Yasunari Kawabata (1899 – 1972)

Yasunari Kawabata

In 1968, Yasunari Kawabata he was the first Japanese writer to win a Nobel Prize in Literature. His works combined the beauty of ancient Japan with modern trends, and his prose mixed realism with surrealist visions. Kawabata’s books have been described as “Melancholic lyrical” and frequently explore the site of the sex in culture and individual lives. Throughout his life, Kawabata wrote several novels and hundreds of one-page stories that he called tanagokoro no shosetsu (掌 の 諸 説, Stories of the palm of the hand), and said that they expressed the essence of his art.

Portrait of Yasunari Kawabata as a young man

Yasunari Kawabata was born into a prosperous family in Osaka, Japan. Her father, Eikichi Kawabata, was a doctor who died of tuberculosis when Yasunari was only 2 years old. He was orphaned after the death of his mother at the age of three, his grandmother when he was seven, and his only sister when he was nine. The deaths of her family members deprived Yasunari of a normal childhood, and she says she learned loneliness and uprooting at an early age. Later in his life, the author described himself as someone “Homeless or family”. Some critics feel that these early traumas permeate through the feeling of loss and regret in his writings.

After losing his grandfather in 1915, Kawabata moved into a high school room. He began studying literature at the Imperial University of Tokyo in 1920, and graduated in 1924. Kawabata and a group of young writers founded the Bungei jidai (New Artistic Age). With this newspaper, they defended a literary movement known as Shinkankaku (Neo-sensualism), which was opposed to the then dominant realistic school. Kawabata was interested in the European Avant-Garde novel, and also wrote the script for the expressionist film. Kuritta Ippeji “ (A page of madness, 1926), by Kinugasa Teinosuke.

Kawabata - Izu's Dancer

Kawabata won critical acclaim with his novel Izu no Odoriko (The Izu Dancer, 1925). The autobiographical work tells of his blind love of youth for a fourteen-year-old ballerina, whose legs stretched “like a young Paulownia tree.” The story ends with their separation. Young women appear in many of Kawabata’s works, such as in Nemureru Bijō (Sleeping Beauty, 1961) and the short novel Tanpopo (Dandelion, published posthumously).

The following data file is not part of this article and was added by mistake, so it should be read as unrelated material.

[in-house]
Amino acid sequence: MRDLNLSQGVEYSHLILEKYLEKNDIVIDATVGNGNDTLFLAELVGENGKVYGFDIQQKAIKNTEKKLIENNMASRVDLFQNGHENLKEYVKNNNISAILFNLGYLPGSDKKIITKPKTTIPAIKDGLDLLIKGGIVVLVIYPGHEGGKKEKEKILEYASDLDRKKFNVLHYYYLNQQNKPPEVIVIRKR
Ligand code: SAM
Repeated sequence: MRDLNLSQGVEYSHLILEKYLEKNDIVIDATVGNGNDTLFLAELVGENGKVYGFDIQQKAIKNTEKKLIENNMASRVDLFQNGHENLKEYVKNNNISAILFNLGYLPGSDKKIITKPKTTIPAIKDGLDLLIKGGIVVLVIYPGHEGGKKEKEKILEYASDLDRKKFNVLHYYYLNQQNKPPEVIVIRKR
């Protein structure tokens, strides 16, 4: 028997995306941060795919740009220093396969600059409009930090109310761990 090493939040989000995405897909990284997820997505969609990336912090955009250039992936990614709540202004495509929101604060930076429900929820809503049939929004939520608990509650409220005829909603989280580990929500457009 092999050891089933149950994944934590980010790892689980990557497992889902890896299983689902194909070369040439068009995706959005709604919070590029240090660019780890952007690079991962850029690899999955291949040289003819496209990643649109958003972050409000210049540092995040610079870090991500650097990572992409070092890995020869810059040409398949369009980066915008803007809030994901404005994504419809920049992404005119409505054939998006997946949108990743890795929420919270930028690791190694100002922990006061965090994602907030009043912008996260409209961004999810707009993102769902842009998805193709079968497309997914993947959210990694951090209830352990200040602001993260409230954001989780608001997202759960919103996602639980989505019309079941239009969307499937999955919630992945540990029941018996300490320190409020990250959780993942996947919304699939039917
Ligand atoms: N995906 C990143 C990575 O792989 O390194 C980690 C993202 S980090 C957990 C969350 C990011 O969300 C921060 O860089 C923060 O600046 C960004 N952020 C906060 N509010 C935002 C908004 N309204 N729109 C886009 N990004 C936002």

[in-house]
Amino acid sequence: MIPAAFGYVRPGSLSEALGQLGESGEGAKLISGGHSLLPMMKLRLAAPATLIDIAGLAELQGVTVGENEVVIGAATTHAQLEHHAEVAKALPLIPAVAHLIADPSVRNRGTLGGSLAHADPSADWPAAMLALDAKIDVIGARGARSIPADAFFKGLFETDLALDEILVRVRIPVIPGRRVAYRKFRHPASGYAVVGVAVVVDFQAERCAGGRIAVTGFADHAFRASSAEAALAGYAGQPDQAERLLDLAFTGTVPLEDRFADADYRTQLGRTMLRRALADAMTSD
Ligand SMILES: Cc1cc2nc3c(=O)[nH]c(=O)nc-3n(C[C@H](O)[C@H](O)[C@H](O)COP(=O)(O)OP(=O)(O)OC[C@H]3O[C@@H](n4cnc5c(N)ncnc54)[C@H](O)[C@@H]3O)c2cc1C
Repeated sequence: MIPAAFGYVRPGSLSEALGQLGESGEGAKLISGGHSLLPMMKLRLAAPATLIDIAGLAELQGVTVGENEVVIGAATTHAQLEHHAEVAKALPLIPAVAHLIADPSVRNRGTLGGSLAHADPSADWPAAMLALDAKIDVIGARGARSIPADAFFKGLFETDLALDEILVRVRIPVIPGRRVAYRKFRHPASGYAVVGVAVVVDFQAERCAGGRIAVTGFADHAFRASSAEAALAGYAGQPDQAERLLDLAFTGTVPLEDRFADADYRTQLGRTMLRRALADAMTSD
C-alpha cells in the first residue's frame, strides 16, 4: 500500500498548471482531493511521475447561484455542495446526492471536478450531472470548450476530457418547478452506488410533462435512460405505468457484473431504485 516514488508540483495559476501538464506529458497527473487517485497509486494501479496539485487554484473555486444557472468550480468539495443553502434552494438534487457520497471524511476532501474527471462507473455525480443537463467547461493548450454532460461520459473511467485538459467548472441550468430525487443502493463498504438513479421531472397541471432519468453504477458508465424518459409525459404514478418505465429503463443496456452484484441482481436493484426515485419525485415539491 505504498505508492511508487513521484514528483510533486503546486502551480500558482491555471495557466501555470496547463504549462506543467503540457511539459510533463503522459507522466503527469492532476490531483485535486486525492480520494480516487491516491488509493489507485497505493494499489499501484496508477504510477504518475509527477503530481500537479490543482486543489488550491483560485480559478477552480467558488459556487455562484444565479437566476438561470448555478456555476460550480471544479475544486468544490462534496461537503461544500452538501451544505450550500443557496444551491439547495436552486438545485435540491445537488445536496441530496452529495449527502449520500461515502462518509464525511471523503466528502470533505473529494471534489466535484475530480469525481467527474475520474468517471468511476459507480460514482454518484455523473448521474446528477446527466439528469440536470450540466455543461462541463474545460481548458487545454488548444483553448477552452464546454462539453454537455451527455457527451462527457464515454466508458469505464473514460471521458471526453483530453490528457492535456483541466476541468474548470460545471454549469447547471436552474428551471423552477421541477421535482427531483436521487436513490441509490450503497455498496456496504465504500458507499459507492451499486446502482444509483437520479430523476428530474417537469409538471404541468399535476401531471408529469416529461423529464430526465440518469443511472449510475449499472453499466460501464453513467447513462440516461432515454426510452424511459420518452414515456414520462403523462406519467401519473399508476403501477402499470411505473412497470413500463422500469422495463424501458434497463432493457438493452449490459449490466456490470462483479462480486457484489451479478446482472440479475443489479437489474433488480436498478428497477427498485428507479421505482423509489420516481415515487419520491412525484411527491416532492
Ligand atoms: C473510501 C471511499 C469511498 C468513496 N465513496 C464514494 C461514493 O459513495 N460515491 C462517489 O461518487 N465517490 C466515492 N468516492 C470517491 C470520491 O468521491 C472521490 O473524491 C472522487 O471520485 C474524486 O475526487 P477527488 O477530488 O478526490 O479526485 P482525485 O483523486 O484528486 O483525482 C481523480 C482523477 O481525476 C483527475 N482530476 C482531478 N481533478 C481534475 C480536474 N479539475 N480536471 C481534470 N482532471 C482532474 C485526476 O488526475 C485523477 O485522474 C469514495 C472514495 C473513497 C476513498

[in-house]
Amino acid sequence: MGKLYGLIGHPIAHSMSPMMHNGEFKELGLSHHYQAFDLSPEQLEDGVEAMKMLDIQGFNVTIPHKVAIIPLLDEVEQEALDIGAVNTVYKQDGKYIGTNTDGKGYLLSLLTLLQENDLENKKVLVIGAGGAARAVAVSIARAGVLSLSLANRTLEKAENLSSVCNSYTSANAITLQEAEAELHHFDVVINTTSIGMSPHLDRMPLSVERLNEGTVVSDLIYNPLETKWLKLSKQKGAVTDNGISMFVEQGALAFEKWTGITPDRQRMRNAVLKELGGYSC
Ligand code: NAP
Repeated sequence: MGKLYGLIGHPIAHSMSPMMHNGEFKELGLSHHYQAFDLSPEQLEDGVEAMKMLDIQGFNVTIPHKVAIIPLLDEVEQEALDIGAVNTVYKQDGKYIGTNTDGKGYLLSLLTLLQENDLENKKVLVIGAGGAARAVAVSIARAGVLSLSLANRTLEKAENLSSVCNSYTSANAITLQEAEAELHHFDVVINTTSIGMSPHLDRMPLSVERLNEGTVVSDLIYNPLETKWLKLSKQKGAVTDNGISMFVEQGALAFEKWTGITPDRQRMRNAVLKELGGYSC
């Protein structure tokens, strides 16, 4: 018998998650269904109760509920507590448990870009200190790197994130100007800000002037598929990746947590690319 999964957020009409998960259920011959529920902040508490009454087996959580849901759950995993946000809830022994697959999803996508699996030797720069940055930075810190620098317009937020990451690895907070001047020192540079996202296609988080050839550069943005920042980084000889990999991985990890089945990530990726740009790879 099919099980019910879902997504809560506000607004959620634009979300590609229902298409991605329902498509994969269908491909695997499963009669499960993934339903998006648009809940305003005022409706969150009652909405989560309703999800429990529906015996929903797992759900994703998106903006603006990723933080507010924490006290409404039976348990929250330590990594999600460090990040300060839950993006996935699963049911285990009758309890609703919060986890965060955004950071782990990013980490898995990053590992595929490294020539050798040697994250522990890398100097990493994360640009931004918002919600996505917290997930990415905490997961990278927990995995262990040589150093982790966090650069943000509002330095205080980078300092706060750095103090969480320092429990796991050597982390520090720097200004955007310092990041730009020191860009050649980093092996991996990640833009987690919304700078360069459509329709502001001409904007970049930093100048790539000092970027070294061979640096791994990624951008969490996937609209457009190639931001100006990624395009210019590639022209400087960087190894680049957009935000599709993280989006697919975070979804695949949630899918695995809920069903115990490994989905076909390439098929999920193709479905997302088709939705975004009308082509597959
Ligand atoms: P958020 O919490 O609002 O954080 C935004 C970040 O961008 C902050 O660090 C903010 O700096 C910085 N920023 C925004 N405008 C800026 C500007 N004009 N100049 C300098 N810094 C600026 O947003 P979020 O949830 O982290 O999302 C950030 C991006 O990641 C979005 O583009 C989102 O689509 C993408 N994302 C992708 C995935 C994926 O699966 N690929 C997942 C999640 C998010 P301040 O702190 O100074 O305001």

The fragmented novel Asakusa Kurenaidan (The Asakusa Gang, 1929-1930) is located in the Asakusa district in Tokyo, famous for its geisha houses, dancers, bars, prostitutes and theaters. The novel was serialized in the Asahi Shinbun, bringing modern and experimental fiction to a wider audience in Japan. Kawabata married in 1931. During World War II, Kawabata moved to Manchuria, and devoted himself to studying Genji Monogatari (The Story of Genji), a classic of 11th century Japanese literature.

After the war, Kawabata published his most famous novel, Yukiguni (雪 国, The Land of Snow, 1948), the story of a middle-aged esthete, Shimamura, and an aging geisha, Komako. Their sporadic encounters are located in an isolated place; the seaside resorts west of the central mountains, where winters are dark, long, and quiet. Yukiguni it has been filmed several times. Version of Shido toyoda from 1957, where Kishi Keiko appear as Komako and Ryo Ikebe as Shimamura, is considered the best version.

For many, Yama no oto (山 の 音, The Sound of the Mountains, 1954) is considered Kawabata’s best work. The novel illustrates the crisis of a family through episodes that are connected. The protagonist, Shingo, represents traditional Japanese values. She worries about the marital crisis of her two children. Scenes from the daily life of this hero are interwoven with poetic descriptions of nature, dreams and memories. His work earned Kawabata the literary award from the Japanese Academy. Kawabata combined and refined Japanese aesthetics with psychological narrative and eroticism. In his early works of fiction, Kawabata experimented with surreal techniques, but in his later writings, his naturalistic style became more impressionistic.

Yasunari Kawabata portrait

As time went on, Kawabata became a famous writer around the world. In the 1960s, after receiving the Nobel Prize, Kawabata toured the United States, teaching at universities. At the end of the same decade, Kawabata supported conservative political candidates in Japan, and with Yukio mishima and other writers signed a statement condemning the Cultural Revolution in China. Kawabata condemned suicide in his speech during the delivery of his Nobel Prize, perhaps recalling the deaths of several of his writing friends. However, Kawabata had long suffered from poor health, and on April 16, 1972, two years after Yukio Mishima’s suicide, Kawabata he took his own life at his home in Zushi With gas. He did not leave a note.

Other great works by Kawabata are: Zenbasuru (The thousand cranes, 1952), Utsukashisa-to Kanashimi-to (The Beautiful and the Sad, 1965), and Meijin (The Master of Go).